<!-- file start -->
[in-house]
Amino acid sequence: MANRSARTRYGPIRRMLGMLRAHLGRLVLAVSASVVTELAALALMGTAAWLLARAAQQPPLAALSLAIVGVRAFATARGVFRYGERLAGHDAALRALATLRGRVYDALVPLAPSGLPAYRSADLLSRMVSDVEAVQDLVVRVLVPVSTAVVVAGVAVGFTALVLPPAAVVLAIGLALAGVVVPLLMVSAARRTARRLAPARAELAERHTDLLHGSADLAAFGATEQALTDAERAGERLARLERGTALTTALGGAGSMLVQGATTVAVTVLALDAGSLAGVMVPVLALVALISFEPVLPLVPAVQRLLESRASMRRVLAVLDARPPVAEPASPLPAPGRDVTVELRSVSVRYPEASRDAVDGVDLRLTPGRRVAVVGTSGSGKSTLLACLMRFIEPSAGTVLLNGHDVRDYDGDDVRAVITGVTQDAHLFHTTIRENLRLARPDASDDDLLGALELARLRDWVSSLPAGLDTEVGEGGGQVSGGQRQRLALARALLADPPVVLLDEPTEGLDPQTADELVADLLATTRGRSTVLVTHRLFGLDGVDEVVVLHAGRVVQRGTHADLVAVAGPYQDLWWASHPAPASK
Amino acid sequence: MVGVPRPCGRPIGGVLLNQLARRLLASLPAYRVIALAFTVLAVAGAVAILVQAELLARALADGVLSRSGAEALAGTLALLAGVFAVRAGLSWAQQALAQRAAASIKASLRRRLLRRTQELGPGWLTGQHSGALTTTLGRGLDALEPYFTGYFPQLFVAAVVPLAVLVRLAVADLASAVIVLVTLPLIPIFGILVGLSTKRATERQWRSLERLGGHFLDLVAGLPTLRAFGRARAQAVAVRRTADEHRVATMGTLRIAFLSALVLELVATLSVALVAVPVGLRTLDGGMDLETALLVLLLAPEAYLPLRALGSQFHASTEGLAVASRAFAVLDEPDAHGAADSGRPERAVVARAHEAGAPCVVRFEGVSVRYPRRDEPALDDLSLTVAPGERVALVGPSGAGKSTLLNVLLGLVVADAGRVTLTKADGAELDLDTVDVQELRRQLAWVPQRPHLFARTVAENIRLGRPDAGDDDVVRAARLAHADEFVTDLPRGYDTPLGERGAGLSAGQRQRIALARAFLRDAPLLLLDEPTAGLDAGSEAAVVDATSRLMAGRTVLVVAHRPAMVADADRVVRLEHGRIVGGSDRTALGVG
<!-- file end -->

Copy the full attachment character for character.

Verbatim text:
[in-house]
Amino acid sequence: MANRSARTRYGPIRRMLGMLRAHLGRLVLAVSASVVTELAALALMGTAAWLLARAAQQPPLAALSLAIVGVRAFATARGVFRYGERLAGHDAALRALATLRGRVYDALVPLAPSGLPAYRSADLLSRMVSDVEAVQDLVVRVLVPVSTAVVVAGVAVGFTALVLPPAAVVLAIGLALAGVVVPLLMVSAARRTARRLAPARAELAERHTDLLHGSADLAAFGATEQALTDAERAGERLARLERGTALTTALGGAGSMLVQGATTVAVTVLALDAGSLAGVMVPVLALVALISFEPVLPLVPAVQRLLESRASMRRVLAVLDARPPVAEPASPLPAPGRDVTVELRSVSVRYPEASRDAVDGVDLRLTPGRRVAVVGTSGSGKSTLLACLMRFIEPSAGTVLLNGHDVRDYDGDDVRAVITGVTQDAHLFHTTIRENLRLARPDASDDDLLGALELARLRDWVSSLPAGLDTEVGEGGGQVSGGQRQRLALARALLADPPVVLLDEPTEGLDPQTADELVADLLATTRGRSTVLVTHRLFGLDGVDEVVVLHAGRVVQRGTHADLVAVAGPYQDLWWASHPAPASK
Amino acid sequence: MVGVPRPCGRPIGGVLLNQLARRLLASLPAYRVIALAFTVLAVAGAVAILVQAELLARALADGVLSRSGAEALAGTLALLAGVFAVRAGLSWAQQALAQRAAASIKASLRRRLLRRTQELGPGWLTGQHSGALTTTLGRGLDALEPYFTGYFPQLFVAAVVPLAVLVRLAVADLASAVIVLVTLPLIPIFGILVGLSTKRATERQWRSLERLGGHFLDLVAGLPTLRAFGRARAQAVAVRRTADEHRVATMGTLRIAFLSALVLELVATLSVALVAVPVGLRTLDGGMDLETALLVLLLAPEAYLPLRALGSQFHASTEGLAVASRAFAVLDEPDAHGAADSGRPERAVVARAHEAGAPCVVRFEGVSVRYPRRDEPALDDLSLTVAPGERVALVGPSGAGKSTLLNVLLGLVVADAGRVTLTKADGAELDLDTVDVQELRRQLAWVPQRPHLFARTVAENIRLGRPDAGDDDVVRAARLAHADEFVTDLPRGYDTPLGERGAGLSAGQRQRIALARAFLRDAPLLLLDEPTAGLDAGSEAAVVDATSRLMAGRTVLVVAHRPAMVADADRVVRLEHGRIVGGSDRTALGVG